Turbotodd

Ruminations on IT, the digital media, and some golf thrown in for good measure.

If I Only Had A New Brain

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IBM’s gonna help me get a new brain.

I’ve had the old one for a while now (I’m not going to say how long), and it’s probably about time to think about a trade-in.

I’m gonna miss my old brain if I really go through with this.  I have a lot of good memories from the last XX years.

What has happened is, IBM today announced some significant progress towards creating a computer system that can simulate and emulate the brain’s ability for sensation, perception, action, interaction and cognition.

The cognitive computing team, led by IBM Research, has achieved significant advances in large-scale cortical simulation and a new algorithm that synthesizes neurological data — two major milestones that indicate the feasibility of building a cognitive computing chip.

BlueMatter, a new algorithm created in collaboration with Stanford University, exploits the Blue Gene supercomputing architecture in order to noninvasively measure and map the connections between all cortical and sub-cortical locations within the human brain using magnetic resonance diffusion weighted imaging.

Mapping the wiring diagram of the brain is crucial to untangling its vast communication network and understanding how it represents and processes information.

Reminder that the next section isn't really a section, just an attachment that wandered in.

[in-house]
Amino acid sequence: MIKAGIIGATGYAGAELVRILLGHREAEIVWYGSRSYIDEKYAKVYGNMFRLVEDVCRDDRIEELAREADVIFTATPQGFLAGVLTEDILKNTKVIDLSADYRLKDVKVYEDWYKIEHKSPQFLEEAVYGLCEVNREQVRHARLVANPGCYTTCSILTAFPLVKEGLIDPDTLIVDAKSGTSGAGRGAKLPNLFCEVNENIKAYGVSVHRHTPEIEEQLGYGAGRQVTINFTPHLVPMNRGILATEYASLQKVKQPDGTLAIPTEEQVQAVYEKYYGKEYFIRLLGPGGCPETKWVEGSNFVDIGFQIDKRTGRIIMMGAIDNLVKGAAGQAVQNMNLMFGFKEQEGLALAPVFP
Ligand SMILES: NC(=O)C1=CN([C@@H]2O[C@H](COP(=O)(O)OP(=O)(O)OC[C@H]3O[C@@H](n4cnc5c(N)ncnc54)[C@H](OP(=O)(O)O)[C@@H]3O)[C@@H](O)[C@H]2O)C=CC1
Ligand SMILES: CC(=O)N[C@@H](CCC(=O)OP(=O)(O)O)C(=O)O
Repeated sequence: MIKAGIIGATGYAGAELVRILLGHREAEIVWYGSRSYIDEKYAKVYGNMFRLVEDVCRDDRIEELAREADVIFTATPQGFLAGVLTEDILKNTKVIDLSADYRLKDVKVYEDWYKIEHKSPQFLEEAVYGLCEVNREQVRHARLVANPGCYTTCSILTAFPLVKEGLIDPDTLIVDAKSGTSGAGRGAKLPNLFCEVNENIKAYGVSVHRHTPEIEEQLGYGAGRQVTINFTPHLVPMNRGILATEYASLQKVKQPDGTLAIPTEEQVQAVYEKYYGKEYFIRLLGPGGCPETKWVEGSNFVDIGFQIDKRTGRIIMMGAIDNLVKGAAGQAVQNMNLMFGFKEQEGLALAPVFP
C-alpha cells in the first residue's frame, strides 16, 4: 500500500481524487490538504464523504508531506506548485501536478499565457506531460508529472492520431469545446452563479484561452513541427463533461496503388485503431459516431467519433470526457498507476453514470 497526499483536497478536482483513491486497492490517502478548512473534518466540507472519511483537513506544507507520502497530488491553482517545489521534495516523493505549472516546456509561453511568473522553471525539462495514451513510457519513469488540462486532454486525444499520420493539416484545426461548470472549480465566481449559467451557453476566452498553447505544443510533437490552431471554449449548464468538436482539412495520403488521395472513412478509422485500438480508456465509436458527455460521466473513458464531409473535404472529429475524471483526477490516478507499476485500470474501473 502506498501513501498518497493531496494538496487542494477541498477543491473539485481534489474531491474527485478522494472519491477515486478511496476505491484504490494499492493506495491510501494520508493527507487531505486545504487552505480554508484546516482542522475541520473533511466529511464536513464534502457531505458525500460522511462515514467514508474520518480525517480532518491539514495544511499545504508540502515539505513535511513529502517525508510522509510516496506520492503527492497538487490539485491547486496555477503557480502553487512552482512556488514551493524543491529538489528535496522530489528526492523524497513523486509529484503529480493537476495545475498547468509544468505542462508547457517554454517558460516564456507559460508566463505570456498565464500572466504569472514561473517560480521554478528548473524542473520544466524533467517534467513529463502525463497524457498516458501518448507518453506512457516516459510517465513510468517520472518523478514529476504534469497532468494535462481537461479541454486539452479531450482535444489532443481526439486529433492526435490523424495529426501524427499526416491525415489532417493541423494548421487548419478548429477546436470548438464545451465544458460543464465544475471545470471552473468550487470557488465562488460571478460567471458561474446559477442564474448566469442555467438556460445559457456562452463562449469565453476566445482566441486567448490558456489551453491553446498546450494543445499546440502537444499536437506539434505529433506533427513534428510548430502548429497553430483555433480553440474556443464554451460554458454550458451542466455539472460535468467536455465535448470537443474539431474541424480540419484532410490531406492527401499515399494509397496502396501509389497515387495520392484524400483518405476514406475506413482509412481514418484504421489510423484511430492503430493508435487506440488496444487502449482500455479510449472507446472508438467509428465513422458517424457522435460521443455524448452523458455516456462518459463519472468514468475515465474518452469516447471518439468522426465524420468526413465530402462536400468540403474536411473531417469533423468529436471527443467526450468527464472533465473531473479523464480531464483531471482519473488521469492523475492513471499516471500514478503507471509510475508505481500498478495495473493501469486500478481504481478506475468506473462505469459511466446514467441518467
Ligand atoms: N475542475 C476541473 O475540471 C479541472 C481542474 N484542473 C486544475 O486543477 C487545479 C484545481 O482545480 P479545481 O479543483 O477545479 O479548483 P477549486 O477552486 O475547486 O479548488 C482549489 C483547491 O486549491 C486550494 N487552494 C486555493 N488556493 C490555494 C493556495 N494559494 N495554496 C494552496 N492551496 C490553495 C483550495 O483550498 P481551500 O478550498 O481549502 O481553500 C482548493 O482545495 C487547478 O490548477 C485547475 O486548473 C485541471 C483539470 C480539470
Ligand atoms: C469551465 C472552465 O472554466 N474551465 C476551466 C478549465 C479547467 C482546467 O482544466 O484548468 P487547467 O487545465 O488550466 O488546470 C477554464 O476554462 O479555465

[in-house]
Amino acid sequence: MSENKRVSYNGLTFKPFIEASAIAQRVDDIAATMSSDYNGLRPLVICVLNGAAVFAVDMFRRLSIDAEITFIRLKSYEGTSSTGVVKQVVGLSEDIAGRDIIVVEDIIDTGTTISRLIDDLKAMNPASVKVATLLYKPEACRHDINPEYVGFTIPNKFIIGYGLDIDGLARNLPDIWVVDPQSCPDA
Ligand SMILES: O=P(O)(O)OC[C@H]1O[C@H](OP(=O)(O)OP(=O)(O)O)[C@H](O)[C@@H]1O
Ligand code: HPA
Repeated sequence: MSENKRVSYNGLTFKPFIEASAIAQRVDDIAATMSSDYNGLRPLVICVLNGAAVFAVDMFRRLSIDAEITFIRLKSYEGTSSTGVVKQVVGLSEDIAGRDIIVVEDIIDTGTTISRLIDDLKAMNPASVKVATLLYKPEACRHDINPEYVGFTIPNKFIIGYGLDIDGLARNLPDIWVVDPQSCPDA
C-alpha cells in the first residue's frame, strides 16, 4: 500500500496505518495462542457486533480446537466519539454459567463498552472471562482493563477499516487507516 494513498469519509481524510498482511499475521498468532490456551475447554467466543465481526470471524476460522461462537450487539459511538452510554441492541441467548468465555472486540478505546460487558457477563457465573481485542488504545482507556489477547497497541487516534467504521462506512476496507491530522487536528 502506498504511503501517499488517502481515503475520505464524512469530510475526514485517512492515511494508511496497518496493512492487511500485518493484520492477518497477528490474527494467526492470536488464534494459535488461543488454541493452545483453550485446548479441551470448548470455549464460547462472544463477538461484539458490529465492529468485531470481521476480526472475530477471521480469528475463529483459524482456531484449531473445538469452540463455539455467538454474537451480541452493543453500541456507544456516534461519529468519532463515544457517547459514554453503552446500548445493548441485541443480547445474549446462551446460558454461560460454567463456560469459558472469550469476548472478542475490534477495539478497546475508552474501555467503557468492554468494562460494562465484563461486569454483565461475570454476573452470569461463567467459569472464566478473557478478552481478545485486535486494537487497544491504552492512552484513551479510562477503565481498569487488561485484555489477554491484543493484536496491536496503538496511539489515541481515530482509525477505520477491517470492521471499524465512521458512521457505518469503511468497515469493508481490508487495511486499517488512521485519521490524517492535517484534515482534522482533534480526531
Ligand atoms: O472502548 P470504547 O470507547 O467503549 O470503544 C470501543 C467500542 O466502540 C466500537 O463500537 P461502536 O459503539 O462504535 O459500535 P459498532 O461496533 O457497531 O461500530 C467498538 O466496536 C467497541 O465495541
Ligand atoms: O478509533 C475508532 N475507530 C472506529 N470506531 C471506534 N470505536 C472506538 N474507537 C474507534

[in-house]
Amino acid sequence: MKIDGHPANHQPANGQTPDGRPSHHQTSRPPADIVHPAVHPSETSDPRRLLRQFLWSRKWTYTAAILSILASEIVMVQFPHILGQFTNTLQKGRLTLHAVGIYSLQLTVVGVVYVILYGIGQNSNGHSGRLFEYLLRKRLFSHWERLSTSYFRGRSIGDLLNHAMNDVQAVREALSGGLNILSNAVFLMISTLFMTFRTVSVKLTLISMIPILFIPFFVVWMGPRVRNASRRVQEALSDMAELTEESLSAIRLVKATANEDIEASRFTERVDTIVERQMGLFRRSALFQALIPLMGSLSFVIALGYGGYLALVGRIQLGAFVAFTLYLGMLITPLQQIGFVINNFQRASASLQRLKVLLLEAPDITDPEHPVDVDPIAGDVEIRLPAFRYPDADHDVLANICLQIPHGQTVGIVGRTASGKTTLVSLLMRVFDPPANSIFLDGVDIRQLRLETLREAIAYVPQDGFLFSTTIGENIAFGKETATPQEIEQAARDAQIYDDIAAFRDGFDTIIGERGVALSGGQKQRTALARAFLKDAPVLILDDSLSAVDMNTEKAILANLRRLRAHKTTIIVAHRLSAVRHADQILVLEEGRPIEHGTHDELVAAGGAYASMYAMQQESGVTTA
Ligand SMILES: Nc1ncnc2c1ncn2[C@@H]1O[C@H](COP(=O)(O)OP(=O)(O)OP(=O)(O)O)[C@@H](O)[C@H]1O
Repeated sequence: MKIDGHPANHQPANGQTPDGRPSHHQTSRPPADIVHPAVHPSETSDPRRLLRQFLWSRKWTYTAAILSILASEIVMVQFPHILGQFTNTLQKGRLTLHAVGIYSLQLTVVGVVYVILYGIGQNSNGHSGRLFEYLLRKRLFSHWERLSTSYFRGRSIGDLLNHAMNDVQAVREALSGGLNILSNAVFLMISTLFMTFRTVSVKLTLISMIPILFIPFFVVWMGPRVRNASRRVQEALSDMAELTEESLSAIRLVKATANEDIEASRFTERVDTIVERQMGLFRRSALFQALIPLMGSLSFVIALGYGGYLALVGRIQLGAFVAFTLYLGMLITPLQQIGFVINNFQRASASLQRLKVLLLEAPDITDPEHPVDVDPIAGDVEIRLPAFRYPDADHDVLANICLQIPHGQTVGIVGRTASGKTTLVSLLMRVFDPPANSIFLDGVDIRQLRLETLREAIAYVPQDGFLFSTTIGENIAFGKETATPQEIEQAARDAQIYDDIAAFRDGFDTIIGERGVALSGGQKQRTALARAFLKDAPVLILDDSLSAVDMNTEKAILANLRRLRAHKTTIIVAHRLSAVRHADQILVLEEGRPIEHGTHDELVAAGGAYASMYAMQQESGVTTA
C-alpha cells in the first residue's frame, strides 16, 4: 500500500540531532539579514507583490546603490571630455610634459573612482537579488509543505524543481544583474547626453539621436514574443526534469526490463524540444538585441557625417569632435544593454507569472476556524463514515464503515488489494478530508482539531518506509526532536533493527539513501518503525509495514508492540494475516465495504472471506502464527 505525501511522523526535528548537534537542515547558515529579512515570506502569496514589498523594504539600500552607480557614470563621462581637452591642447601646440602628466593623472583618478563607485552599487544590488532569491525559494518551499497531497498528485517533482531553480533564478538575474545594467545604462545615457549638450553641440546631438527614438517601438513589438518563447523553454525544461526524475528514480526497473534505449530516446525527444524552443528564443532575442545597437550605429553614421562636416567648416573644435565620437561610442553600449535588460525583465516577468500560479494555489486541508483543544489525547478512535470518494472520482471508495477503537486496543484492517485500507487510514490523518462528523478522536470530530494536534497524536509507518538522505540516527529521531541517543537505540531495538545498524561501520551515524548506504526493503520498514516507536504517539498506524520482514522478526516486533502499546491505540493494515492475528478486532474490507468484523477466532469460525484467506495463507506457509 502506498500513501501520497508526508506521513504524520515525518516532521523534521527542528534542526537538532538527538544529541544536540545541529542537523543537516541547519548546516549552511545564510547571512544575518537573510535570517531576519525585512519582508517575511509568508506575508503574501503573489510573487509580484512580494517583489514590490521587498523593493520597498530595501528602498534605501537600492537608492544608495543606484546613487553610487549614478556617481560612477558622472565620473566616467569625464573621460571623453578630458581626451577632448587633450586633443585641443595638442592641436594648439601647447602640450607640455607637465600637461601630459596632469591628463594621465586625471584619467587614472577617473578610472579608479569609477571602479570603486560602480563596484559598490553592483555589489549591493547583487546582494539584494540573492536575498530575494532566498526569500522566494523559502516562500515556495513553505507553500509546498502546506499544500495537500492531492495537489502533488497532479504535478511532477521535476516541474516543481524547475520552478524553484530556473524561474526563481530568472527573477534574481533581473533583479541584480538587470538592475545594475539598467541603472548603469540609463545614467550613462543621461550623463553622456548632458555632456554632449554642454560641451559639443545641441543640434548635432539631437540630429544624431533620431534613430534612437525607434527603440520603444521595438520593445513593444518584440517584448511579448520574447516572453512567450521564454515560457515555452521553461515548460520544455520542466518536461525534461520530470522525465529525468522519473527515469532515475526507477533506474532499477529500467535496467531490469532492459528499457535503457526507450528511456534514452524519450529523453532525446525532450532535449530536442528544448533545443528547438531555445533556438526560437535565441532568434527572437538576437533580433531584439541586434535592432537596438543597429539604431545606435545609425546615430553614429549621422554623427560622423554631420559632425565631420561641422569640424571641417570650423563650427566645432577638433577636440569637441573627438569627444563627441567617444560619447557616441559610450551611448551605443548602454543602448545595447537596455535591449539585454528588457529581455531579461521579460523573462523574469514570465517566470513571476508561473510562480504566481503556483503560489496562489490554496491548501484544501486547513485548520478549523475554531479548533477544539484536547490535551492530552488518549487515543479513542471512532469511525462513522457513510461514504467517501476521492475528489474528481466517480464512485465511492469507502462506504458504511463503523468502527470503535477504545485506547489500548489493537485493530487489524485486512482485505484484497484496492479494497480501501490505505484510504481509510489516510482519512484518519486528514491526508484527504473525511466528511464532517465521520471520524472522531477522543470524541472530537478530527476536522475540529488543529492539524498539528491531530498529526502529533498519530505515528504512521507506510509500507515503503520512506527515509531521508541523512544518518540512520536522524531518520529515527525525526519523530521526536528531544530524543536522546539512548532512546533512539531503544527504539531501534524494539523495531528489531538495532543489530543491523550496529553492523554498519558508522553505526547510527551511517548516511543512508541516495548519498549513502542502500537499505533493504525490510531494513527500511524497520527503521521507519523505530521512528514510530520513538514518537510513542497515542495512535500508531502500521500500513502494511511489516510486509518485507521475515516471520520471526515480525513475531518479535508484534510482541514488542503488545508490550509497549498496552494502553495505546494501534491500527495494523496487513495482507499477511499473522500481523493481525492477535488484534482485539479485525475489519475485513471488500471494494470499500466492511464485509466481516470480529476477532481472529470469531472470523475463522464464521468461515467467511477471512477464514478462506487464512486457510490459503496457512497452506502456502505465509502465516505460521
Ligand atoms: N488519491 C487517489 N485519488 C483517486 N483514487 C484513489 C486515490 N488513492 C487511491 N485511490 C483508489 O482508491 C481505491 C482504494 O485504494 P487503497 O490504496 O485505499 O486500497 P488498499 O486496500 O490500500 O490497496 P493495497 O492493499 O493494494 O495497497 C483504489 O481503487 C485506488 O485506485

Scientists, at IBM Research – Almaden, in collaboration with colleagues from Lawrence Berkeley National Lab, have performed the first near real-time cortical simulation of the brain that exceeds the scale of a cat cortex and contains 1 billion spiking neurons and 10 trillion individual learning synapses.

Additionally, in collaboration with researchers from Stanford University, IBM scientists have developed an algorithm that exploits the Blue Gene supercomputing architecture in order to noninvasively measure and map the connections between all cortical and sub-cortical locations within the human brain using magnetic resonance diffusion weighted imaging.

Mapping the wiring diagram of the brain is crucial to untangling its vast communication network and understanding how it represents and processes information.

These advancements will provide a unique workbench for exploring the computational dynamics of the brain, and stand to move the team closer to its goal of building a compact, low-power synaptronic chip using nanotechnology and advances in phase change memory and magnetic tunnel junctions.

As the amount of digital data that we create continues to grow massively and the world becomes more instrumented and interconnected, there is a need for new kinds of computing systems – imbued with a new intelligence that can spot hard-to-find patterns in vastly varied kinds of data, both digital and sensory; analyze and integrate information real-time in a context-dependent way; and deal with the ambiguity found in complex, real-world environments.

Businesses will simultaneously need to monitor, prioritize, adapt and make rapid decisions based on ever-growing streams of critical data and information.  A cognitive computer could quickly and accurately put together the disparate pieces of this complex puzzle, while taking into account context and previous experience, to help business decision makers come to a logical response.

For more information about IBM Research, please visit www.ibm.com/research.

Technical insight and more details on the SyNAPSE project and recent milestones can also be found on the Cognitive Computing blog at http://modha.org/.

Written by turbotodd

November 18, 2009 at 2:22 pm

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